One Houston-based contractor specializing in concrete, demolition, earthwork, underground and railroad was pleased to learn about the new opportunity. “After learning about the new 179 depreciation rules, we decided to buy some used excavators that cost us around $900,000. Without being able to immediately depreciate them, we would have been hard-pressed to afford it.”  The incremental percentage of expensing available under the act is set to phase down 20 percent every year after 2023 and expire completely for most property placed in service after Jan. 1, 2017.

Limits on Business Interest Deductions

The TCJA modified the rules regarding the deductibility of interest expense. The new limits on the deductibility of interest expense is equal to the sum of: business interest income, 30 percent of the business’s adjusted taxable income and business floor plan financing interest. Business interest that is not allowable as a deduction in the tax year may be carried forward indefinitely.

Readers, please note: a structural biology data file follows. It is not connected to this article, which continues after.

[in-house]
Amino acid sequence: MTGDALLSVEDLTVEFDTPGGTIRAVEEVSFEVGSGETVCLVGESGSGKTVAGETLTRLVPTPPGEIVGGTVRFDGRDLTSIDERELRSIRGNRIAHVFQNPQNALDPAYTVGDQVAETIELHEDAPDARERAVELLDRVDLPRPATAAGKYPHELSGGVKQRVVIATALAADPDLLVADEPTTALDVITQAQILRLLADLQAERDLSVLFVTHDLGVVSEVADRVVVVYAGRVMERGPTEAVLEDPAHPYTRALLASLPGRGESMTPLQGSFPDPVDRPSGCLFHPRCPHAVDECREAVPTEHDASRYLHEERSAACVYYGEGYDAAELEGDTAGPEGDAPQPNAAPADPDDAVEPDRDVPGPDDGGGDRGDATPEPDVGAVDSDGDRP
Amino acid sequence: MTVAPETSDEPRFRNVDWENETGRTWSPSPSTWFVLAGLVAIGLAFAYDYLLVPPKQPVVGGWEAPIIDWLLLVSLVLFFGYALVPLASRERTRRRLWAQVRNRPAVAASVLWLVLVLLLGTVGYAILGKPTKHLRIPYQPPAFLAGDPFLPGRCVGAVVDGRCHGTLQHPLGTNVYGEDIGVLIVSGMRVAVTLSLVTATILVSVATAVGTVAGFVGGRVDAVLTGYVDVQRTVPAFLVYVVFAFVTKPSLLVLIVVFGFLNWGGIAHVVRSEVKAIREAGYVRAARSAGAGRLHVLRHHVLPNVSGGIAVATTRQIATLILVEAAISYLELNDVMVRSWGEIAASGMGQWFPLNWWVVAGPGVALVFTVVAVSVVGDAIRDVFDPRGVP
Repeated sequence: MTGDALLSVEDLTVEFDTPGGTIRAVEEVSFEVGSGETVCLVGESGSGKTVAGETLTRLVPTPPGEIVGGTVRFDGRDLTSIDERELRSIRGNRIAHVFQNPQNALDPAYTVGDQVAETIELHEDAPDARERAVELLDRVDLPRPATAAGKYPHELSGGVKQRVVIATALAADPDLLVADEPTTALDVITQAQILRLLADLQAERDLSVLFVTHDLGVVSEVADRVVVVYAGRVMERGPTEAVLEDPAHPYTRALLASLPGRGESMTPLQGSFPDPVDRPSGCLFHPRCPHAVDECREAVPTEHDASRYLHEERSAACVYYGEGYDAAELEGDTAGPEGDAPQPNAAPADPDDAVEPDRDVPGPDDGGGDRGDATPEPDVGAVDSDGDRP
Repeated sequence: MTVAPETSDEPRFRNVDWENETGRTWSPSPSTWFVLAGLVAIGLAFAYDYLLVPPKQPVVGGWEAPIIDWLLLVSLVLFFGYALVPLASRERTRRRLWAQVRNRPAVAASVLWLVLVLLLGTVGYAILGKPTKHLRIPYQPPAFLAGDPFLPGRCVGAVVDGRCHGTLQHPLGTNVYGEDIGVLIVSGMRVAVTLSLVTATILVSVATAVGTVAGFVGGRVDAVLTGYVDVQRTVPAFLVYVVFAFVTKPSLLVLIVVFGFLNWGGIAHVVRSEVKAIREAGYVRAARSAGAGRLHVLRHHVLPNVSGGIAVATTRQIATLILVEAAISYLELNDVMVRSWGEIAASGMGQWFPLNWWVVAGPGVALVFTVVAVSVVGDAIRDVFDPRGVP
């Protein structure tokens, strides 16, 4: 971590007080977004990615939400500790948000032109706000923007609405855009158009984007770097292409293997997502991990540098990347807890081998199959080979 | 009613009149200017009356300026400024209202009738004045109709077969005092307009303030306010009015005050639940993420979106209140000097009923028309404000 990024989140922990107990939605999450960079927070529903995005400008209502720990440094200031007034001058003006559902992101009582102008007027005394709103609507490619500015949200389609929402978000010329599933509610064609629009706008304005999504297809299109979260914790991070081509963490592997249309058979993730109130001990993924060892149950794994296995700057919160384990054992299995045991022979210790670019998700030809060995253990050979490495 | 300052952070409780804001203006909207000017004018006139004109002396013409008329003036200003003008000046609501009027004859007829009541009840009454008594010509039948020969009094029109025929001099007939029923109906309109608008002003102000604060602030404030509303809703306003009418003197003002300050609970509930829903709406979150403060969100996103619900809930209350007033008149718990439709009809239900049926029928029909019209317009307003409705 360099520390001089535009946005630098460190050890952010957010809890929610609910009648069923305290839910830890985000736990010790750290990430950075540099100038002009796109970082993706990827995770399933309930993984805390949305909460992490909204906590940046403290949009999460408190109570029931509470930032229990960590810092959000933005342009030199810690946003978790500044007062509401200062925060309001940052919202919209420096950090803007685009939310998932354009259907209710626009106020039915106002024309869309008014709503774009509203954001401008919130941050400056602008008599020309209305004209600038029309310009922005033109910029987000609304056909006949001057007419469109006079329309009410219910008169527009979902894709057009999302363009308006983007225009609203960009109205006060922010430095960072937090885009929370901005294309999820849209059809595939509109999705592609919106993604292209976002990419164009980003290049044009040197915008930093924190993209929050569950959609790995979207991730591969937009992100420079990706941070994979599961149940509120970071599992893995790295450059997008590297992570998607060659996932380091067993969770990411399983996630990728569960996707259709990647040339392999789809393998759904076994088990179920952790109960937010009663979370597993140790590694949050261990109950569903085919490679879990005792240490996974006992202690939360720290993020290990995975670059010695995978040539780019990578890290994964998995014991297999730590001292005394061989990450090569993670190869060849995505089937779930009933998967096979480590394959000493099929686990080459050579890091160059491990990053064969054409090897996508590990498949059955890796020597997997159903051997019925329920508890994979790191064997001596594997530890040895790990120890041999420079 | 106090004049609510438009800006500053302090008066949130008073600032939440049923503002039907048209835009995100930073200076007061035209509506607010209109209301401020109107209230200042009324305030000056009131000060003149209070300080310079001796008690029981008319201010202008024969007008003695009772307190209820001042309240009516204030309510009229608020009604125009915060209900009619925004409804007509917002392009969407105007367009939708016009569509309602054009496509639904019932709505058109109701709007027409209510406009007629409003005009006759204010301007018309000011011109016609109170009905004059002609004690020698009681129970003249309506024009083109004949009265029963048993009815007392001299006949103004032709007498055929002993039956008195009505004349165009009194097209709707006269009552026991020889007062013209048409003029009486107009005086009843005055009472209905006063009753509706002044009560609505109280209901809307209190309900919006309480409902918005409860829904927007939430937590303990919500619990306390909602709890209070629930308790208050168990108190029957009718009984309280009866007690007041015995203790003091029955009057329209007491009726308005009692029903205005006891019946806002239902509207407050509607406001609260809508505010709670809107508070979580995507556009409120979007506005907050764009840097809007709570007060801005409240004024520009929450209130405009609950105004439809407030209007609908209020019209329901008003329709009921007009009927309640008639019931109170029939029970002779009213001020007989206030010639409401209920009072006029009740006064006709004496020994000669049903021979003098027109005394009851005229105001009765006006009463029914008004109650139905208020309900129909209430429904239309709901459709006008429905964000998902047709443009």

Additionally, “adjusted taxable income” is determined without taking into account any deductions made for depreciation, amortization or depletion for tax years beginning before Jan. 1, 2022. These limits on the deductibility of business interest could hamper business operations that rely on loans to finance construction projects.

Long-Term Contract simplification

The act amended Section 460 to allow taxpayers with average gross receipts of less than $25 million for the prior 3 tax years to be exempt from the requirement of using “percentage-of-completion” accounting method for long-term construction contracts that will be completed within 2 years. This simplified methodology should reduce accounting and bookkeeping expenses for small businesses and contractors.

Historic Rehabilitation Tax Credit